Excessively Hot Wednesday:

Tuesday was the beginning of what’s to be the hottest stretch of the year thus far. For most, temperatures peaked in the upper 80s. But when you factor in dew points in the low to mid 70s, heat indices ranged from the 95° to as high as 105°. As expected, the National Weather Service has upgraded all of our counties to an Excessive Heat Warning.

This will run from 11AM Wednesday to 8PM Thursday as it’s looking increasingly likely that heat indices are to reach between 105° and 115° both days. Sunshine is to dominate each of the next two days, with winds primarily blowing out of the southwest. Overnight lows tonight will be more of the same from this morning, with most falling into the upper 70s.

Timing of Front is Key:

Thunderstorm chances today will be very limited today due to a decent cap in the atmosphere. But as we’ve hinted at the past few days, the timing of our next frontal passage could hinder our full heating potential Thursday afternoon. If we see this front push this far inland, we could see the chance for a few isolated showers and thunderstorms. This would mean that heat indices won’t be as intense. If not, however, then we remain excessively hot, humid, and dry. With Thursday’s low chance for storms does comes a low risk for severe weather.

The Storm Prediction Center placed a sliver of Winnebago and Dekalb Counties, along with all of Boone, McHenry, and Walworth Counties under a level 1 Marginal Risk for severe weather. If we do manage to see any thunderstorm become severe, gusty winds will be the primary concern. We won’t see much cooling after the cold front comes through early Friday. Expect highs Friday to land in the upper 80s. It won’t be until the weekend where we see a significant cooling trend in our temperatures, leaving us in the upper 70s.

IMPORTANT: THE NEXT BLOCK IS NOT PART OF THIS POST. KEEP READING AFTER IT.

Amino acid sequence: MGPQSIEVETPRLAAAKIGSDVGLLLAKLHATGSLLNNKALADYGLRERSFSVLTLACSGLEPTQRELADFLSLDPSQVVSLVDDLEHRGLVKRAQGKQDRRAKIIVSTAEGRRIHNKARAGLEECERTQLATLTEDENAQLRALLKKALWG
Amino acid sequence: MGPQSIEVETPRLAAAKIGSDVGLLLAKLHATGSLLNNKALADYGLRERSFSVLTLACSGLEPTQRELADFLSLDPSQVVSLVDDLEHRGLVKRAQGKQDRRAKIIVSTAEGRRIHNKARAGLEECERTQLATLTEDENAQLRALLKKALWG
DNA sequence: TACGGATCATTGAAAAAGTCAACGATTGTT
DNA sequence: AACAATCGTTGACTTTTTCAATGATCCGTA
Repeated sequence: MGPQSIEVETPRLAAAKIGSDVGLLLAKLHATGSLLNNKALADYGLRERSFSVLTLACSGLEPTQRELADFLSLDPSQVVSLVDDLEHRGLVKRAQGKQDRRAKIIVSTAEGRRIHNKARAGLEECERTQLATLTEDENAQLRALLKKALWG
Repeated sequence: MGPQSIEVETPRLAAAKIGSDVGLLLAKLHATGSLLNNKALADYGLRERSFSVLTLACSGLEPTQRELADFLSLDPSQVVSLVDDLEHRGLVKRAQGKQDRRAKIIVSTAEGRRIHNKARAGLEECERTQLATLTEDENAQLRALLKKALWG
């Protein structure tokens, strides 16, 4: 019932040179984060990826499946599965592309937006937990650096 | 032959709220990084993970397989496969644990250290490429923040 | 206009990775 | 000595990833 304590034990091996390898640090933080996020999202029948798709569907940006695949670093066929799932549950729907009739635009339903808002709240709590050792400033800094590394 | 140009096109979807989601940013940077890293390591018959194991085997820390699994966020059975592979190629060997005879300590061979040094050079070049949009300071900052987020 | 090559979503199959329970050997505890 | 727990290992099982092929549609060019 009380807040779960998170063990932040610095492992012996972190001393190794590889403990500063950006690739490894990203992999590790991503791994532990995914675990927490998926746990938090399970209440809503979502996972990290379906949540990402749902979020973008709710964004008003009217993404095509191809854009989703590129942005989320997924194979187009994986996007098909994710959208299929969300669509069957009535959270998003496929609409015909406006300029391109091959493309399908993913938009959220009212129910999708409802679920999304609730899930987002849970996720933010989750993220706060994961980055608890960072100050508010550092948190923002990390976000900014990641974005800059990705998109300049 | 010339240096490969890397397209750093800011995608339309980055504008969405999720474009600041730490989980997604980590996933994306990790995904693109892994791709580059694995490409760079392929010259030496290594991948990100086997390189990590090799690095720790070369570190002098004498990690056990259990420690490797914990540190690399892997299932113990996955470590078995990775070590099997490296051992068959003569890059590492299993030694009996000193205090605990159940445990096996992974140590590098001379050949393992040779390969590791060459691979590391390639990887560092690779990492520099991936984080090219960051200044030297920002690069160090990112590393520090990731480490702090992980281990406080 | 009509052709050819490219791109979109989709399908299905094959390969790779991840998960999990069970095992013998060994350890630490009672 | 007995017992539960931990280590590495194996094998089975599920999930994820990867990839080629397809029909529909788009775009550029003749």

Prioritize Heat Safety:

With it being excessively hot and humid these next few days, remember to take the necessary precautions to stay safe during the prolonged heat. If you can, avoid being outdoors. But if you can’t do that, remember to prioritize heat safety. 

You can beat the excessive heat by wearing light colored clothing, taking frequent breaks in the shade and air conditioning, and of course remaining hydrated. Heat exhaustion and stroke can occur rather quickly if outdoors for too long.

Several days of high heat and humidity, with little relief at night, can put added stress on your body. It’s important to know the signs of heat related illness and take the necessary steps to relieve those or seek medical attention if necessary.

While this hot, humid air can be uncomfortable to us, we also need to keep in mind how it affects our four-legged friends. Because remember, pets ARE family as well. I put this out there every time we correlate pets and the excessive heat. To ensure the safety of your pets, make sure they have plenty of water to keep them hydrated.

When it’s time for them to use the restroom, keep their walks short and keep their paws off of the hot pavement. When the the air temperature reaches 90°, concrete temperatures soar to 135° to 145°, even hotter once air temperature reaches 95°. It’s far safer to walk them on grassy surfaces, preferably those where there’s shade.